Sunrise host Natalie Barr has opened up about how she copes with some of the "disgusting" abuse she receives online by trolls on social media.
Video of Nat discussing Western Australia's strict ban on unvaccinated parents visiting their sick children in hospital quickly went viral on social media. The host was forced to block dozens of people after receiving vile abuse.
The controversial issue was covered in the 'hot topics' segment of the show with Perth Lord Mayor and broadcaster Basil Zempilas, and Herald Sun education reporter and columnist Susie O’Brien.
In her closing comments, Nat said: "Other states have had various forms of this and people have had time (to get vaccinated), you know. I mean, really."
One Twitter account shared the video, writing: "Western Australia bans unvaccinated parents from seeing their sick children in hospital. The media applauds exploiting desperate parents in their darkest hour."
The video received over one million views with Nat forced to block more than a few people.
"Once it started hitting US and overseas websites and chat rooms that’s when the abuse started … swearing and negative language," she told The Australian. "If you’ve taken a stand and you’ve given your opinion, people don’t respect your opinion or they might put a screenshot on and write really disgusting language across the screenshot and then send that to you."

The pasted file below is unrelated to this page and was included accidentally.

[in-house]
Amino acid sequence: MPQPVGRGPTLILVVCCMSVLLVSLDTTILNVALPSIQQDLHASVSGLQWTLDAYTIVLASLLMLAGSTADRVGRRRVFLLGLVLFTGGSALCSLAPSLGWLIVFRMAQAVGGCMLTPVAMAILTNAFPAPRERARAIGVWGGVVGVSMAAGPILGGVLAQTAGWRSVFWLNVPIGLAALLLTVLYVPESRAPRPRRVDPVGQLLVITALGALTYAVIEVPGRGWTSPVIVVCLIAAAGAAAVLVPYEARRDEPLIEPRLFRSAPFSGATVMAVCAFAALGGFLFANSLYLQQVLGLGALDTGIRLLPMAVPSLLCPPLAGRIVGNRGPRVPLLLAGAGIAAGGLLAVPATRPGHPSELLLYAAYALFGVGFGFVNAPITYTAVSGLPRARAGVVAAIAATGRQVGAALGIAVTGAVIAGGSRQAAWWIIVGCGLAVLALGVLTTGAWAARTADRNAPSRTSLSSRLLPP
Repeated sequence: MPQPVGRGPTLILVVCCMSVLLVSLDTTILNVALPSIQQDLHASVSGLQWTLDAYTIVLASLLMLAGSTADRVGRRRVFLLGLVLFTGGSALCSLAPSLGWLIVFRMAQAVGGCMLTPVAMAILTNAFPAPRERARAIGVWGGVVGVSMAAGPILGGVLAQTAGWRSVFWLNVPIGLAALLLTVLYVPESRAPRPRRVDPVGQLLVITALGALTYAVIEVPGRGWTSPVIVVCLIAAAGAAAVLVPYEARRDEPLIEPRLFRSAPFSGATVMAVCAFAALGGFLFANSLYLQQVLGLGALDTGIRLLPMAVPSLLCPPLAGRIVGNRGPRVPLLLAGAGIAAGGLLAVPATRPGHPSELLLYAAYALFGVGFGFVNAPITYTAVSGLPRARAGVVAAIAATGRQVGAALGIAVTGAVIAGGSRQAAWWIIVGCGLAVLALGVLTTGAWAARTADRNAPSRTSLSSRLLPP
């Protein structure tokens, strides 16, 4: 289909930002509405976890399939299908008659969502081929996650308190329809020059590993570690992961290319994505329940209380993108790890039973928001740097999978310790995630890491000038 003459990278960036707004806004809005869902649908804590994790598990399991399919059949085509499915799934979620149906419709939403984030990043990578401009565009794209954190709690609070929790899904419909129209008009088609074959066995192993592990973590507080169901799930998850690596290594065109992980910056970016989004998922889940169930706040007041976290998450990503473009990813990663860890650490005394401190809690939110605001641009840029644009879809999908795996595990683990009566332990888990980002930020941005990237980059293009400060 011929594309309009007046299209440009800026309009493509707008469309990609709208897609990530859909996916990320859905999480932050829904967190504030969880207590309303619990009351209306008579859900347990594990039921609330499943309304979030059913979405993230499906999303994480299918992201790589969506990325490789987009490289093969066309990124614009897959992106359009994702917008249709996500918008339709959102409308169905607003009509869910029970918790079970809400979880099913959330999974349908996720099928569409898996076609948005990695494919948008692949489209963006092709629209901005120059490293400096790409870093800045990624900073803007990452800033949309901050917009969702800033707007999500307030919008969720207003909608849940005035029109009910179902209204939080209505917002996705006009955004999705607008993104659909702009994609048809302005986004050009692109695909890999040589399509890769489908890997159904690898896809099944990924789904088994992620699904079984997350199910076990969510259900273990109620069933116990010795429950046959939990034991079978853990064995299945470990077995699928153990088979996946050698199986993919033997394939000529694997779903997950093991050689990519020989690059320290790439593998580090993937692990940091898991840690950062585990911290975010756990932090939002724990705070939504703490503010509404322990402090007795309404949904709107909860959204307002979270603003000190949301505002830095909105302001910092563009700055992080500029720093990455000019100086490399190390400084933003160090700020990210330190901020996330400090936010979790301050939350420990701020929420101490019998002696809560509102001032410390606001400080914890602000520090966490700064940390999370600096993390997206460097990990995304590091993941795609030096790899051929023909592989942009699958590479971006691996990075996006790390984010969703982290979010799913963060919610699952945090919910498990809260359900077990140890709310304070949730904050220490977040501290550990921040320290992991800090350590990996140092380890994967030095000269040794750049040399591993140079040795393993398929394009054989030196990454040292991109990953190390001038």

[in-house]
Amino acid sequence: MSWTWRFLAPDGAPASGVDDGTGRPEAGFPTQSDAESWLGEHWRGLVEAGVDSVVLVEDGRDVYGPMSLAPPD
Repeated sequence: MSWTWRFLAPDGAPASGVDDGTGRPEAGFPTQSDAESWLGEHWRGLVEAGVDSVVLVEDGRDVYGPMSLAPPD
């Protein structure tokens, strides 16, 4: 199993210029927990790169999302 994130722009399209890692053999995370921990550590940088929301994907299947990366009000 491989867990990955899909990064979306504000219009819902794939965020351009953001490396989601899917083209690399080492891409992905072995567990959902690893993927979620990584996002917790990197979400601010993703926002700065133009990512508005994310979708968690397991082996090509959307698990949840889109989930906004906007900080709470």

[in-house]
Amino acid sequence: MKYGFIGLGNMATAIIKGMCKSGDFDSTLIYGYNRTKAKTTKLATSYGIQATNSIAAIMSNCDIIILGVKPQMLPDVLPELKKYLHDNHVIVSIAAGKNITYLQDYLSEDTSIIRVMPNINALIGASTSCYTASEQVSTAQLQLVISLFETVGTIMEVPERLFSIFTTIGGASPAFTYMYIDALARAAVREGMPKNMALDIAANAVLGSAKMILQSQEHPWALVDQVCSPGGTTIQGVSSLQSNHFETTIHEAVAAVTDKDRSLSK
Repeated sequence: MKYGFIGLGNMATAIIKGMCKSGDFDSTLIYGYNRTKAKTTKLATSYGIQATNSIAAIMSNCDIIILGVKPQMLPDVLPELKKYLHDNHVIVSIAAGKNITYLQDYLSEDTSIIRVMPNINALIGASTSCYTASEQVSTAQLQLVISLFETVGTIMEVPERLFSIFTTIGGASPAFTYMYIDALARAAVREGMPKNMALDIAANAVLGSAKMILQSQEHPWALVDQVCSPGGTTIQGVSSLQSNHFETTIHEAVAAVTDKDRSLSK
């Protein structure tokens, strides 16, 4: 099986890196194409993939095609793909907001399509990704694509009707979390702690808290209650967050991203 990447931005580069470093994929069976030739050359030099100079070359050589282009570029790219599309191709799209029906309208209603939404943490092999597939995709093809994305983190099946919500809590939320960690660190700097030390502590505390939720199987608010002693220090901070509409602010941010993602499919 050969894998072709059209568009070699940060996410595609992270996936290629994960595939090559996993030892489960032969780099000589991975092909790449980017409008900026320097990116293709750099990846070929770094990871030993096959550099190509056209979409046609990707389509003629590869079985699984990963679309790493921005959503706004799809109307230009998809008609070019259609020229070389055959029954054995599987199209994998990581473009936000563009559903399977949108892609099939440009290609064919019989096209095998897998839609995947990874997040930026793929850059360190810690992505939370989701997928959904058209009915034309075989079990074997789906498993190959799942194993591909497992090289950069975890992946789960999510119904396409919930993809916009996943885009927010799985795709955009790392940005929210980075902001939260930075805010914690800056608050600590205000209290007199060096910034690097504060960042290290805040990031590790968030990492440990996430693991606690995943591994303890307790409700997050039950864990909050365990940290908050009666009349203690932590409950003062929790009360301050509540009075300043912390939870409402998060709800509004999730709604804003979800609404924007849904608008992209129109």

Nat revealed that when she took on the role as Sunrise co-host almost one year ago, she turned Twitter notifications off on her phone so she wouldn't see so many of the horrible comments.
The host has previously opened up on how she deals with trolling at a panel at the Australian Women's Weekly 'Women of the Future Awards' last year.
"The comments are [like] the gutter… you kind of want to have a look, but it's really, really dangerous," she said, touching on some of the backlash she faced after taking the Sunrise co-hosting role after Samantha Armytage left the show.
"I've got screenshots of people saying 'die b—ch, die' all the usual stuff," she said.
"I've had pictures sent to me that say 'this b—ch needs to die, how are we going to do it?'"
She said at the time that blocking the trolls and not getting fixated on what they're saying is the best way to keep sane.
Mental health support for yourself or a loved one can be found by calling Lifeline on 13 11 14, Mensline on 1300 789 978, or Kids Helpline on 1800 551 800. Online support is available via Beyond Blue.
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